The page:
Justin Trudeau says China uses detentions as political tool
Western allies, he said, have expressed concerns about the tactic that observers described as 'hostage diplomacy.'
Canadian Prime Minister Justin Trudeau on Thursday accused Beijing of using "arbitrary detentions" as a tool in pursuit of political goals -- the latest broadside in a diplomatic and trade row with China.
Western allies, he said, have expressed concerns about the tactic that observers described as "hostage diplomacy."
Canada's relations with China soured after its arrest of Chinese Huawei executive Meng Wanzhou on a US warrant last December.
Nine days later, Beijing detained two Canadians -- former diplomat Michael Kovrig and businessman Michael Spavor -- accusing them of espionage in a move widely viewed as retaliation.
They are among a string of foreign nationals arrested in China and charged with espionage or attempting to steal state secrets.
"Using arbitrary detention as a tool to achieve political goals, international or domestic, is something that is of concern not just to Canada but to all our allies," Trudeau told the Toronto Star, editorial board.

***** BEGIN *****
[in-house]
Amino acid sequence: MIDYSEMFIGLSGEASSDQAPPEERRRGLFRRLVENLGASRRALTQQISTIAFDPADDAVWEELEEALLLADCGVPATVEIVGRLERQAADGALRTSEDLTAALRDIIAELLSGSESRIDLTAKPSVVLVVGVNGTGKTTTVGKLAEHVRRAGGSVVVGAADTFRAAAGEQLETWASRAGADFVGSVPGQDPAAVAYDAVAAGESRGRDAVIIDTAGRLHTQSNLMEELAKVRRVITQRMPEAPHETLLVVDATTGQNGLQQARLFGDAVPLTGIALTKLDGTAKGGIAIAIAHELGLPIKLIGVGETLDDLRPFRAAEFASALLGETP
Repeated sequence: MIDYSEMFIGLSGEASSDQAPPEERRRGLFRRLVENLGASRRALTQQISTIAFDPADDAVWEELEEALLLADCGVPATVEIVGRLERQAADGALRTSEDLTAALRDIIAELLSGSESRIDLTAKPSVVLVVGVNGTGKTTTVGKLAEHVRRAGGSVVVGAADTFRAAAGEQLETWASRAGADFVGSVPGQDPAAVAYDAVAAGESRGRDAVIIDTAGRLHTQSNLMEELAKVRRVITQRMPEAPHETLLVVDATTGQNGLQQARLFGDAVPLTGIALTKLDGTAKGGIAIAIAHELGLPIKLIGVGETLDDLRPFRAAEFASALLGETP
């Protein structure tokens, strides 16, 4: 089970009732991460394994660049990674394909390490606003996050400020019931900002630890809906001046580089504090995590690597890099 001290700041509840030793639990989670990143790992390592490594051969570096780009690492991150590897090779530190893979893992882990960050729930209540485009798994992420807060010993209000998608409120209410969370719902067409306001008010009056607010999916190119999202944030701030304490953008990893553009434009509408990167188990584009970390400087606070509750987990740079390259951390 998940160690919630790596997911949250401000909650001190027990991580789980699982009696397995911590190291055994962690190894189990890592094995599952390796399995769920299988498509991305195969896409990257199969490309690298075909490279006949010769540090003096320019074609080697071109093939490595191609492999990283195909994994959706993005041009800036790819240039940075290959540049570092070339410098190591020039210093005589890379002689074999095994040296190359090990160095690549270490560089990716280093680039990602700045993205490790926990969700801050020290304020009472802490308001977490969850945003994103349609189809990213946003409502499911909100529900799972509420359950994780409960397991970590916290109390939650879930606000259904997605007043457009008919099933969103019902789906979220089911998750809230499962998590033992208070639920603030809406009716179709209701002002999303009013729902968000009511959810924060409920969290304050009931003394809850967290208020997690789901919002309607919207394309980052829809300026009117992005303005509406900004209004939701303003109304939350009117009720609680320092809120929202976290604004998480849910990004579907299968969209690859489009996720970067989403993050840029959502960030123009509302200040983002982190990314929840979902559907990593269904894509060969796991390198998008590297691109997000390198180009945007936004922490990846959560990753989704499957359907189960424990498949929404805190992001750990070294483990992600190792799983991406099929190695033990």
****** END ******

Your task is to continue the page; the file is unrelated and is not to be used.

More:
He said nations including Britain, France, Germany and the United States "have been highlighting that this is not acceptable behaviour in the international community because they are all worried about China engaging in the same kinds of pressure tactics with them."
Trudeau added that "we need to figure out how to engage with them, but we also have to be clear-eyed about it, that China plays by a very different set of rules and principles than we do in the West."
In a sign, this week that Ottawa and Beijing may be ready to dialogue, Ottawa and Beijing -- which had been without representation for months -- nominated new ambassadors.
The latest foreigner to be held by China was Australian academic Yang Jun, who also goes by his pen name Yang Hengjun.
He was detained in January shortly after making a rare return to China from the United States, and Beijing announced last week that he had been formally arrested on suspicion of spying.
Australian Prime Minister Scott Morrison said the suggestion that Yang acted as a spy for Australia was "absolutely untrue" and Canberra expects "his human rights to be respected."